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Gene Review

glyA  -  serine hydroxymethyltransferase

Escherichia coli str. K-12 substr. MG1655

Synonyms: ECK2548, JW2535
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Disease relevance of glyA


High impact information on glyA

  • From the genome analysis of the Mycobacterium tuberculosis two putative genes namely GlyA and GlyA2 have been proposed to encode for the enzyme serine hydroxymethyltransferase [6].
  • The results are discussed in terms of the role of each Pro residue in maintaining the structure and function of SHMT and a possible role in pyridoxal 5'-phosphate addition to the apo-enzyme [7].
  • Role of proline residues in the folding of serine hydroxymethyltransferase [7].
  • The 5 Pro residues were each mutated to both a Gly and Ala residue, and each mutant SHMT was purified and characterized with respect to kinetic properties, stability, secondary structure, and folding mechanism [7].
  • The first structure of the serine-bound form of SHMT allows identification of residues involved in serine binding and catalysis [8].

Chemical compound and disease context of glyA


Biological context of glyA


Anatomical context of glyA

  • A comparison of the site of each Tn5 insertion within the glyA gene or within gene X and the size of the polypeptide observed in the cell-free system enabled us to determine the direction of transcription and translation of both genes [17].
  • Serine hydroxymethyltransferase (SHMT) from plant mitochondria was shown to be inhibited by 5-CHO-H(4)PteGlu(n) as are SHMTs from other organisms [18].
  • Serine hydroxymethyltransferase purified from rabbit liver cytosol has at least two Asn residues (Asn(5) and Asn(220)) that are 67 and 30% deamidated, respectively [19].

Associations of glyA with chemical compounds

  • Activation of glyA by the MetR protein requires homocysteine, an intermediate in methionine biosynthesis [9].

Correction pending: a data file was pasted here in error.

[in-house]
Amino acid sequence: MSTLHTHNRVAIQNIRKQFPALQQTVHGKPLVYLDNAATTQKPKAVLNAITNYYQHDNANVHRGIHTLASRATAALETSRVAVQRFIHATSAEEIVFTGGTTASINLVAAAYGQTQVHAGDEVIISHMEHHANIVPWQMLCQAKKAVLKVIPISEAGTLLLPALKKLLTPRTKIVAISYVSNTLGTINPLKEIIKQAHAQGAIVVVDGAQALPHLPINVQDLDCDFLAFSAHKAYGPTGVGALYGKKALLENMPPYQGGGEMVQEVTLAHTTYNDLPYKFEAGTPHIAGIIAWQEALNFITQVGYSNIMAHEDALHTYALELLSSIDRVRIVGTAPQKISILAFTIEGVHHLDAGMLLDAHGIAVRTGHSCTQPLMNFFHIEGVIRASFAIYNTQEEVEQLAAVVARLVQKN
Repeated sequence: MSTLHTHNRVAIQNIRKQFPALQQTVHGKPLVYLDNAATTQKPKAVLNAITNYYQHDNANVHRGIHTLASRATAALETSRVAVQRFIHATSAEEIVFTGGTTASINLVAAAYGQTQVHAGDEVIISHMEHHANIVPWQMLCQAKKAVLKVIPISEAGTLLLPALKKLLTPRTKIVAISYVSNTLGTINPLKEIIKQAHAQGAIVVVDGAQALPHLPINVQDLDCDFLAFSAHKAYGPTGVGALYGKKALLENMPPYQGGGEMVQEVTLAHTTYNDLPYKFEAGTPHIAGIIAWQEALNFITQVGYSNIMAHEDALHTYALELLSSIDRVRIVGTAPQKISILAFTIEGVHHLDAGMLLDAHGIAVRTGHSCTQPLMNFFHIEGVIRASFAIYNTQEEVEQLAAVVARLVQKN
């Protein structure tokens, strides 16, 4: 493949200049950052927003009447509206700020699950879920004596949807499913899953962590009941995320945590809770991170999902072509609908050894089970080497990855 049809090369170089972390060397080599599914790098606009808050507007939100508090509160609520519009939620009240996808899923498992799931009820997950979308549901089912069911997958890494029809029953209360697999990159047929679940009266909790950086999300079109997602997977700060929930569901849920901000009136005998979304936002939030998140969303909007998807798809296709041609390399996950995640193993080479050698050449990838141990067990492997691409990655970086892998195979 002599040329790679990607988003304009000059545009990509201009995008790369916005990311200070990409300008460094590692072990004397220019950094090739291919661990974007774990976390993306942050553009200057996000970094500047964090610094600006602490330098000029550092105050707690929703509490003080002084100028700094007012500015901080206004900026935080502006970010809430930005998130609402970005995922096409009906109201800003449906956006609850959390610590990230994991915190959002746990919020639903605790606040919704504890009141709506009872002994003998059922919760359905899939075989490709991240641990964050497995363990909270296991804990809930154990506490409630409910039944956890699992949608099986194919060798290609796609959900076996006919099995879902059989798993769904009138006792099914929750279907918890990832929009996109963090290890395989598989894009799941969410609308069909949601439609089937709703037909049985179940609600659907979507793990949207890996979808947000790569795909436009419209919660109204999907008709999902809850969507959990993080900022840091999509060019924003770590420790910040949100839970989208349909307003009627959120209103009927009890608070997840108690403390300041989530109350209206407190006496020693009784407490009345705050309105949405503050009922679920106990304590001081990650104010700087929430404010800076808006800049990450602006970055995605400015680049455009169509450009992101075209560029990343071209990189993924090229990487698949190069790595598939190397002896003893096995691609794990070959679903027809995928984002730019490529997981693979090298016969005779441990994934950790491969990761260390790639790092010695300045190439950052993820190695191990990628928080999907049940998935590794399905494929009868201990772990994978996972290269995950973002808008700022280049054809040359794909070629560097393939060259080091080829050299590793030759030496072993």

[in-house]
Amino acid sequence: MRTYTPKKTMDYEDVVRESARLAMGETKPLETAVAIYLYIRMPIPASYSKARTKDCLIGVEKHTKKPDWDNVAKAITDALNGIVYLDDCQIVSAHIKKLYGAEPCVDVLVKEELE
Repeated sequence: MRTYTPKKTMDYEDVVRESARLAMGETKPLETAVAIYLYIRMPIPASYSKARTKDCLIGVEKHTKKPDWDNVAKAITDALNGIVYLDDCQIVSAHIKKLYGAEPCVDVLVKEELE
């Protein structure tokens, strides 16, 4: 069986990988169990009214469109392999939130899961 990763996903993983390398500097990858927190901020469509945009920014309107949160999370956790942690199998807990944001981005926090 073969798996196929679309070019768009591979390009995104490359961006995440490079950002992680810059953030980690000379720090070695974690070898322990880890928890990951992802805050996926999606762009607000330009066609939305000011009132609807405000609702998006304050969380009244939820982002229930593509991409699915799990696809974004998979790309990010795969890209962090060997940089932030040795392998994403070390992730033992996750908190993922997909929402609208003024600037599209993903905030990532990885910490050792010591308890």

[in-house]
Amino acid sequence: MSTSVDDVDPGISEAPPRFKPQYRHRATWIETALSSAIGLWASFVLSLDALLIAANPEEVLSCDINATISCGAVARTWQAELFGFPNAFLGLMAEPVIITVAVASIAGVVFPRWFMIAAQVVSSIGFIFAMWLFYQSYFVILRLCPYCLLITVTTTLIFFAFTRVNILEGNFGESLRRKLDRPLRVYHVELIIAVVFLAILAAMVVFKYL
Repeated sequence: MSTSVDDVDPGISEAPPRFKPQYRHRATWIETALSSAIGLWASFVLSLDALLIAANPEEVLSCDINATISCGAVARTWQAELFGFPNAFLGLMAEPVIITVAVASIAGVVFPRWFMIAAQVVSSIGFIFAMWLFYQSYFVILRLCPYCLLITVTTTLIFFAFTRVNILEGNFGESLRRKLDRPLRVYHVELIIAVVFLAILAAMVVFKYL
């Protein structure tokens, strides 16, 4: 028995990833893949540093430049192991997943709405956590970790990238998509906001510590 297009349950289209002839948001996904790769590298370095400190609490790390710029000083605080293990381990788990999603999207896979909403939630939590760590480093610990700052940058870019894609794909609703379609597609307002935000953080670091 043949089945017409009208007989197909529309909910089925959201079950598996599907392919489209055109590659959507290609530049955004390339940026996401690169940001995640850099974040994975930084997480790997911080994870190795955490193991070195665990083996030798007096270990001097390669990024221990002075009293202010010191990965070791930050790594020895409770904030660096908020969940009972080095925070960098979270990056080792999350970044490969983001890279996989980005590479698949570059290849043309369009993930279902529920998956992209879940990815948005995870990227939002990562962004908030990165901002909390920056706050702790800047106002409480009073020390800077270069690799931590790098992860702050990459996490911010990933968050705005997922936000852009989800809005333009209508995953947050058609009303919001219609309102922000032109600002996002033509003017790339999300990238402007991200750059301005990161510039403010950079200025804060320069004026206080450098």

• The increase in SHMT activity was sufficient to correct the glycine auxotrophy of strains lacking folA [20].
  • The mutation responsible for these phenotypes mapped to the glyA gene, a biosynthetic gene encoding the enzyme that converts serine and tetrahydrofolate to glycine and 5,10-methylenetetrahydrofolate [21].
  • The glyA gene was identified on the insert by analyzing a set of plasmids derived from pGS1 that carry random insertions of the transposable kanamycin resistance element Tn5 [22].
  • The presence of hypoxanthine, the co-repressor of PurR, increases the ability of PurR to prevent RNAP binding, providing a model for repression of the glyA gene by PurR [23].

Other interactions of glyA


Analytical, diagnostic and therapeutic context of glyA


  1. A novel mechanism for upregulation of the Escherichia coli K-12 hmp (flavohaemoglobin) gene by the 'NO releaser', S-nitrosoglutathione: nitrosation of homocysteine and modulation of MetR binding to the glyA-hmp intergenic region. Membrillo-Hernández, J., Coopamah, M.D., Channa, A., Hughes, M.N., Poole, R.K. Mol. Microbiol. (1998) [Pubmed]
  2. Identification of glyA as a symbiotically essential gene in Bradyrhizobium japonicum. Rossbach, S., Hennecke, H. Mol. Microbiol. (1991) [Pubmed]
  3. Cloning and expression of the Campylobacter jejuni glyA gene in Escherichia coli. Chan, V.L., Bingham, H., Kibue, A., Nayudu, P.R., Penner, J.L. Gene (1988) [Pubmed]
  4. Cloning and characterization of the gene for Salmonella typhimurium serine hydroxymethyltransferase. Urbanowski, M.L., Plamann, M.D., Stauffer, L.T., Stauffer, G.V. Gene (1984) [Pubmed]
  5. Recombinant production of serine hydroxymethyl transferase from Streptococcus thermophilus and its preliminary evaluation as a biocatalyst. Vidal, L., Calveras, J., Clapés, P., Ferrer, P., Caminal, G. Appl. Microbiol. Biotechnol. (2005) [Pubmed]
  6. Unusual structural, functional, and stability properties of serine hydroxymethyltransferase from Mycobacterium tuberculosis. Chaturvedi, S., Bhakuni, V. J. Biol. Chem. (2003) [Pubmed]
  7. Role of proline residues in the folding of serine hydroxymethyltransferase. Fu, T.F., Boja, E.S., Safo, M.K., Schirch, V. J. Biol. Chem. (2003) [Pubmed]